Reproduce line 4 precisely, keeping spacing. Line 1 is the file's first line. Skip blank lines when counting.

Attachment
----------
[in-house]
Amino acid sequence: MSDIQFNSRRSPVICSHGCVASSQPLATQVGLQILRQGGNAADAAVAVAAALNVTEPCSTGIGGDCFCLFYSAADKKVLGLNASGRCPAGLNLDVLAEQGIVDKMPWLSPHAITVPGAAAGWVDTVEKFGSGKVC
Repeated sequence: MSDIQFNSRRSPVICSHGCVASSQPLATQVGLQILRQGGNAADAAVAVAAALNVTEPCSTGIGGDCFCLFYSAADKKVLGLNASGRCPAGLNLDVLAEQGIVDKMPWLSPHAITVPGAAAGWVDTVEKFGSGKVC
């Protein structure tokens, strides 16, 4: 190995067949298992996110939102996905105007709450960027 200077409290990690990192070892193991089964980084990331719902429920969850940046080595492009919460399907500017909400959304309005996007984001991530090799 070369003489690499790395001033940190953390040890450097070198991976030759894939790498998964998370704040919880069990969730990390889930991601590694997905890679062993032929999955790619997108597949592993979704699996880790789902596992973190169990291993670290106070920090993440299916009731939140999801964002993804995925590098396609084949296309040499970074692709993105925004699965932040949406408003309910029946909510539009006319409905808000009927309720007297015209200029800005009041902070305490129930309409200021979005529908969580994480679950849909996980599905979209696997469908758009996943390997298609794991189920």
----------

């Protein structure tokens, strides 16, 4: 190995067949298992996110939102996905105007709450960027 200077409290990690990192070892193991089964980084990331719902429920969850940046080595492009919460399907500017909400959304309005996007984001991530090799 070369003489690499790395001033940190953390040890450097070198991976030759894939790498998964998370704040919880069990969730990390889930991601590694997905890679062993032929999955790619997108597949592993979704699996880790789902596992973190169990291993670290106070920090993440299916009731939140999801964002993804995925590098396609084949296309040499970074692709993105925004699965932040949406408003309910029946909510539009006319409905808000009927309720007297015209200029800005009041902070305490129930309409200021979005529908969580994480679950849909996980599905979209696997469908758009996943390997298609794991189920």